High School has first positive COVID-19 case

On+Sept.+14%2C+2019%2C+Jenna+Weber%2C+10%2C+and+Jordan+Anderson%2C+11%2C+jump+to+block+a+ball+against+Louisburg.+The+first+positive+coronavirus+case+was+contracted+by+a+volleyball+player%2C+but+there+is+no+evidence+to+say+that+is+where+she+contracted+it+%28Photo+by+I.+Williams%29.+%0A

On Sept. 14, 2019, Jenna Weber, 10, and Jordan Anderson, 11, jump to block a ball against Louisburg. The first positive coronavirus case was contracted by a volleyball player, but there is no evidence to say that is where she contracted it (Photo by I. Williams).

Hannah Smith, Copy Editor

On Friday, Sept. 4 an email was sent out from Marc Williams, principal, saying that the first positive COVID-19 case has been found in the high school community. 

“Today, [Sept. 4, the school was] notified by the Johnson County Department of Health and Environment that an individual at Spring Hill High School has tested positive for COVID-19,” read the email. 

The student will not be allowed to be back at the school for at least 10 days, and some people with direct contact may also be asked to quarantine. 

“Additionally, contact tracing may identify students/staff (direct contacts) who are required to quarantine for 14 days,” read the same email. “Those students/staff will be contacted directly by the JCDHE and/or the school tracing team.”

It was later confirmed by Dr. Wayne Burke, superintendent, that the case was from someone on the volleyball team. However, it is not conclusive that the student received or transmitted COVID-19 through this venue, and therefore students will not be asked to quarantine.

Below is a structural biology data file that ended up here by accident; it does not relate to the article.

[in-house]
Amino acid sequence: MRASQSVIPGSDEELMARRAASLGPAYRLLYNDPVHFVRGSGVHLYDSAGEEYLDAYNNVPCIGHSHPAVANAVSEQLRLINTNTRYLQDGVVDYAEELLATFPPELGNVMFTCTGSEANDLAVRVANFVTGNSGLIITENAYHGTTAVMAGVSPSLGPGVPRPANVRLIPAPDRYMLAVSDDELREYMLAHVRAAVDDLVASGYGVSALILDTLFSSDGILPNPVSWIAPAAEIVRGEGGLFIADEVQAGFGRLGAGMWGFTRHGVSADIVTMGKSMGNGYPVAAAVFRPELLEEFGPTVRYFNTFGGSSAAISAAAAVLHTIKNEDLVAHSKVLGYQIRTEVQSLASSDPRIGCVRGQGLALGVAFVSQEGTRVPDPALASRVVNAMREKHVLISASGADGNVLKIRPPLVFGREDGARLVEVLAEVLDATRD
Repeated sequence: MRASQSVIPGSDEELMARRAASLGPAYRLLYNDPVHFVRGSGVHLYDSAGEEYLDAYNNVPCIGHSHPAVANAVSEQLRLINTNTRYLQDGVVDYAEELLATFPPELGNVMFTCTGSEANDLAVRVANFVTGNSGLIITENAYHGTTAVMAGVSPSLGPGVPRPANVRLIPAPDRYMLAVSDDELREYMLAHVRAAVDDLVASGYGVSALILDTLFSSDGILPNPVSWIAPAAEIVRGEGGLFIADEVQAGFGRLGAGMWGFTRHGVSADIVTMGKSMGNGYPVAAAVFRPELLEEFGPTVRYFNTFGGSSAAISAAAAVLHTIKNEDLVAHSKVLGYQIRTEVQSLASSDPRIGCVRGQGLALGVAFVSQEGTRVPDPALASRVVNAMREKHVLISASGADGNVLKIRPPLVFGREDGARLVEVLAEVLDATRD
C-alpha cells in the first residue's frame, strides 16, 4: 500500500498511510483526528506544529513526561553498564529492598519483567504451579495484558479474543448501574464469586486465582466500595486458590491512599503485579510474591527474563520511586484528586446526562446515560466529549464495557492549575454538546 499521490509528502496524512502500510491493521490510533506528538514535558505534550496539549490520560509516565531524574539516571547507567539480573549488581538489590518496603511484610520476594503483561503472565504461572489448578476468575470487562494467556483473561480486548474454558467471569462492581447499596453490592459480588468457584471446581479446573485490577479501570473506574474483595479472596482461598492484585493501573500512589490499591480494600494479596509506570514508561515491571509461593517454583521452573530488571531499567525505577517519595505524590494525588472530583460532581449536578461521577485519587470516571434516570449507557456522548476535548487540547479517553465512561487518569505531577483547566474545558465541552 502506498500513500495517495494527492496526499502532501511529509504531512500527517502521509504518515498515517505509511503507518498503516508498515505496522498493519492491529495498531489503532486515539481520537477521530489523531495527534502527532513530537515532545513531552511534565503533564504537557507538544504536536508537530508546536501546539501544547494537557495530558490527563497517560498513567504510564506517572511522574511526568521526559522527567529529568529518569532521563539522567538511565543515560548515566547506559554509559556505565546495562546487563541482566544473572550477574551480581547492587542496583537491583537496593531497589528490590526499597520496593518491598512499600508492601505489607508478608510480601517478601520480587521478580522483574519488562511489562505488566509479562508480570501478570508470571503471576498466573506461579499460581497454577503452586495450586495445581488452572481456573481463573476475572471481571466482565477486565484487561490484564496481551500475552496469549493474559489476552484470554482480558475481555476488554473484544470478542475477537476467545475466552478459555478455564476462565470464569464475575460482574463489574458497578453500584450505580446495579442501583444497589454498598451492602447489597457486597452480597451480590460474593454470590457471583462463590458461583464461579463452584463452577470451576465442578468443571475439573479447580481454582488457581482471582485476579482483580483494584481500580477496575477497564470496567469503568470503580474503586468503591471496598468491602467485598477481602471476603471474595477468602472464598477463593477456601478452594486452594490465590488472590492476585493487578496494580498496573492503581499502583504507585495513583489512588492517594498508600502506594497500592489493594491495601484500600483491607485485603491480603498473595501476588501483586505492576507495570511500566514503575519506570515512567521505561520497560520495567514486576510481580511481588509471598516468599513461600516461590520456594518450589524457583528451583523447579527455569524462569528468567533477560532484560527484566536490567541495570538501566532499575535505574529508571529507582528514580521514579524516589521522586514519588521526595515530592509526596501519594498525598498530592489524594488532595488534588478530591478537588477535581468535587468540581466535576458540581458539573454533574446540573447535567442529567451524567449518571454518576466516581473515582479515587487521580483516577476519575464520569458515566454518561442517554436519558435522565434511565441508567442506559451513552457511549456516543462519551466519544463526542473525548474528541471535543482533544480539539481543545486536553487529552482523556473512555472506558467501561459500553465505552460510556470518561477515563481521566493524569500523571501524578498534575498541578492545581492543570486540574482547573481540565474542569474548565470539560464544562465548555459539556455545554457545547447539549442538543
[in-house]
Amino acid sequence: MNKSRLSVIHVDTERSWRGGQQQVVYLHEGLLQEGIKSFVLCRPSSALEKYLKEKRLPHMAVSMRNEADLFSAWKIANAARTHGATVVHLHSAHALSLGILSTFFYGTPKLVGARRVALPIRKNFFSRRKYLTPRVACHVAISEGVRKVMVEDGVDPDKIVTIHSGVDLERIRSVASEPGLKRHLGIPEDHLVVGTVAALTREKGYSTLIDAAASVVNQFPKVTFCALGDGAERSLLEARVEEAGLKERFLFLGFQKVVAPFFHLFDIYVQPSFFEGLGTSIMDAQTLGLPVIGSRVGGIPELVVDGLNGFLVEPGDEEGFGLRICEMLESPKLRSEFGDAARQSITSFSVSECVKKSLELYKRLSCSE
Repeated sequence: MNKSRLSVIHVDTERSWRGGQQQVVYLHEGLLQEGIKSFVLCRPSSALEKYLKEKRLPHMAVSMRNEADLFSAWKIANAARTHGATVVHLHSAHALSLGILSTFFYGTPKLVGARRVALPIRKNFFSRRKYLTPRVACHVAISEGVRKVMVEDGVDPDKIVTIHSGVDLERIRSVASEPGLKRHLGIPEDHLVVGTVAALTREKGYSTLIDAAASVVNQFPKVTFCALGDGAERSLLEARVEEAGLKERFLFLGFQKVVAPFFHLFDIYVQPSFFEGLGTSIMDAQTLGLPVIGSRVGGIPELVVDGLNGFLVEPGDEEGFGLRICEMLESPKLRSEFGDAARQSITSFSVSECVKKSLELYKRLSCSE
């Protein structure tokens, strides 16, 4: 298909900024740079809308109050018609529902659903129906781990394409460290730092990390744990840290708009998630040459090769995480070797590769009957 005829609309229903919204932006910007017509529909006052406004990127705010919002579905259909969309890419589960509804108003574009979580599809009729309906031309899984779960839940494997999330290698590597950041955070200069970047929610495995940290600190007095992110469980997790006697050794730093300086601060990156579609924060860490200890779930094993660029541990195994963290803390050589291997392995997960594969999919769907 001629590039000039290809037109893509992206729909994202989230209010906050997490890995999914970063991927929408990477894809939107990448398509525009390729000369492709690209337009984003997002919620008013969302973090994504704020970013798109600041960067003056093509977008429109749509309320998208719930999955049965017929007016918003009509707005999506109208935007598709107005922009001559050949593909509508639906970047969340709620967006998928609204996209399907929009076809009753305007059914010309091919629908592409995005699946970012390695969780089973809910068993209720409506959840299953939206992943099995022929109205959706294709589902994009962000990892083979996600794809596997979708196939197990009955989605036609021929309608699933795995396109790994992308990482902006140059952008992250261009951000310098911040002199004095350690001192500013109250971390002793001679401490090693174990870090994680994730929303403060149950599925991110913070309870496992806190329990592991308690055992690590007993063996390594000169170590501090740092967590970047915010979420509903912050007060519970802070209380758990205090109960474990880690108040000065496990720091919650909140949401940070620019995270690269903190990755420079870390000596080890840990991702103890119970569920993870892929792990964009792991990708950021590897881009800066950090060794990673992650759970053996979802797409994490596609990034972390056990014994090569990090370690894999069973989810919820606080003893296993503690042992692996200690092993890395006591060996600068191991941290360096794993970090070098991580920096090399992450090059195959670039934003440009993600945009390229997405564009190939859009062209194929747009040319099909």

“Quarantine procedures are developed by the Johnson County Department of Health and Environment and followed by the district for academic, athletic, and activity situations. Currently, those procedures do not call for quarantining any group of individuals unless transmission within that group is evident,” said Brad Willson, assistant superintendent. “I cannot speak about a specific group of students regarding this procedure.”

The lack of quarantine is largely being attributed to the use of masks by the athletes. 

“After consulting with the Johnson County Health Department, since our athletes and coaches were wearing masks, they do not have to quarantine, unless another athlete contracts Covid through this venue,” said Williams.

With the fall sports season beginning to kick off, it is imperative that athletes – and coaches – continue to practice good preventative measures.

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